The popular story of how low-carb diets work goes something like this: Reducing your carbohydrate...
Let me introduce myself. My name is Mark Sisson. I’m 63 years young. I live and work in Malibu, California. In a past life I was a professional marathoner and triathlete. Now my life goal is to help 100 million people get healthy. I started this blog in 2006 to empower people to take full responsibility for their own health and enjoyment of life by investigating, discussing, and critically rethinking everything we’ve assumed to be true about health and wellness...Tell Me More
Nearly every day I get emails from readers about P90X and CrossFit. Most are favorable, some not so much, but mostly, people just want to know if these fitness programs fit within the context of the Primal Blueprint Fitness methodology. In this article I’ll explore what’s great about P90X and CrossFit, and then I’ll voice my nit-picky criticisms and explain how I think both can be improved upon.
It’s often said that any movement is better than no movement, that simply getting up and being active is better than sitting on the couch and stewing with guilt and self-reproach. For the most part, I agree with this assessment. It’s imperative that everyone be active, even if it’s just taking nightly walks or using the treadmill at the gym. But “just any old movement” isn’t ideal. Ideally, we should be performing movements that support, enable, and enhance quality of life. Our exercises should make us stronger, faster, and more capable of accomplishing just about any physical feat the world throws at us. They should be enjoyable (pleasure-giving), brief (without sacrificing effectiveness), sustainable (lifelong), immediately accessible (to young, old, and untrained), and infinitely scalable (from beginners to elites). A fitness program, then, should meet these benchmarks.
The thing about overtraining is that it exists on a spectrum, without clear-cut rules or boundaries. As I said last week, sufficient training volume is entirely subjective, and it’s constantly changing depending on an individual trainee’s goals, nutrition, sleep habits, stress levels, and injury status. What worked well for the last three months might prove to be excessive if your diet gets disrupted. A particularly stressful stretch at the office could undo a heretofore-steady strength progression. The human body is resilient, but there are limits – and the limits aren’t always clearly delineated. To divine them, it takes finesse and thoughtful tinkering at the edges. Sometimes you have to fall off the edge to know where it is. It’s more art than science. There are some solid, basically objective ways to deal with it, though, even if you’re not sure what constitutes overtraining for you.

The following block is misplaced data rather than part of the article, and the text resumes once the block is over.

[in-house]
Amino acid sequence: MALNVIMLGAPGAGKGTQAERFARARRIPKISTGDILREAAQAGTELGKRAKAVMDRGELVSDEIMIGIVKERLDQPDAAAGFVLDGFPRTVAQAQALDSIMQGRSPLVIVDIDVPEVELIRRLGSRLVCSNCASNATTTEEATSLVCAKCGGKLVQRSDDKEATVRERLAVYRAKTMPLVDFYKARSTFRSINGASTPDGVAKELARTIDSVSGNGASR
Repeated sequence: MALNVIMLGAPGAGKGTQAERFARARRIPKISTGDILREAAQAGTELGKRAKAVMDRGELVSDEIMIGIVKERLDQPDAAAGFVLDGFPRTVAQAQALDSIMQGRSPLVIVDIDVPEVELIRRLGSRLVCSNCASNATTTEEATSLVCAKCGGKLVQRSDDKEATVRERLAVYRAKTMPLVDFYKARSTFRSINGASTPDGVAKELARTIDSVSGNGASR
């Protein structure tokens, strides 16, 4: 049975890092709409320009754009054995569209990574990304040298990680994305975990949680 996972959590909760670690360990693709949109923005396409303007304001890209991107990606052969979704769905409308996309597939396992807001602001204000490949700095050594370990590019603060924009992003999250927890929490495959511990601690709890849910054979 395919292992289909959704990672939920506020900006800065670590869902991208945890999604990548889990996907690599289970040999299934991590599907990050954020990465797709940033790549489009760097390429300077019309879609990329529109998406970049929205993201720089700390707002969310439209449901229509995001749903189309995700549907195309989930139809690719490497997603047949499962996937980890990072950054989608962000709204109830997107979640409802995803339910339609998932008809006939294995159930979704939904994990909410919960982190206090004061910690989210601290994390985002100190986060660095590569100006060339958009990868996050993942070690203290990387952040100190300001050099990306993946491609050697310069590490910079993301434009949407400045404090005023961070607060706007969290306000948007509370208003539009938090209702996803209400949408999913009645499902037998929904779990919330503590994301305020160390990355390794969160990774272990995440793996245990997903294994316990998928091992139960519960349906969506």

A couple weeks ago in my post about health and vanity a good discussion got started in the comment board about the body composition of our hunter-gatherer ancestors. Was Grok lean and ripped or not? Let’s take a look at what we know.
It’s pretty well established that hunter-gatherers eating their traditional, whole-foods hunter-gatherer diet (whether Inuit, or Masai, or Pacific Islander, or whatever else) display little to no signs of the diseases of civilization. Infection, warfare, pestilence, starvation, and colonial incursion were occasional or even frequent sources of poor health outcomes, but for the most part they were well-nourished and free of degenerative diseases, even the long lived members. These guys weren’t dying for lack of statins or chemotherapy – let’s put it this way.
When you spend some time among the ever-growing circle of evolutionary-based health writers, thinkers, bloggers, and doctors, you notice a curious thing happening. Conventional Wisdom is becoming turned on its head. Saturated fat is generally healthy and excessive endurance training is generally unhealthy become the presiding narratives. Grains are either unnecessary or have the tendency to attack the gut lining, even guts with “clinically undetectable levels of sensitivity.” You don’t need six square meals a day to keep your metabolism up and running, after all; one or two a day will do just fine.
Less is more – as far as exercise goes – is becoming another accepted truth, especially when you understand that 80% of your body composition is determined by how you eat.
I’m in the Army National Guard. I would really like to follow your workout guidelines, especially with regard to cardio (I actually hate running and I’m not very good at long distance), but with regard to the Army Physical Fitness test, which I have to pass, I have to run 2 miles in a set amount of time, less than 16 minutes essentially. I feel like the only way I can maintain this is to do sustained running sessions about 3 times a week for about 20 minutes a shot (Again, I hate running, haha). Do you think if I follow all of the workout advice in the Primal Blueprint, I can still pass this test?
Monday’s “Dear Mark” sparked a great discussion about raising healthy kids, but the conversation really got going (in the comment board and forum) when readers lamented the hard-headedness of their parents.
Yes, we too often paint younger folks as the impulsive, devil-may-care madcaps or hapless Pied Piper targets. Truth is, there are plenty of those qualities in every age demographic. Kids aren’t the only ones who can dig in their heels after all. So, to take on the flipside of Monday’s question, what’s a Primal child (of any age) to do when Mom and Dad are the ones whose health needs a major overhaul?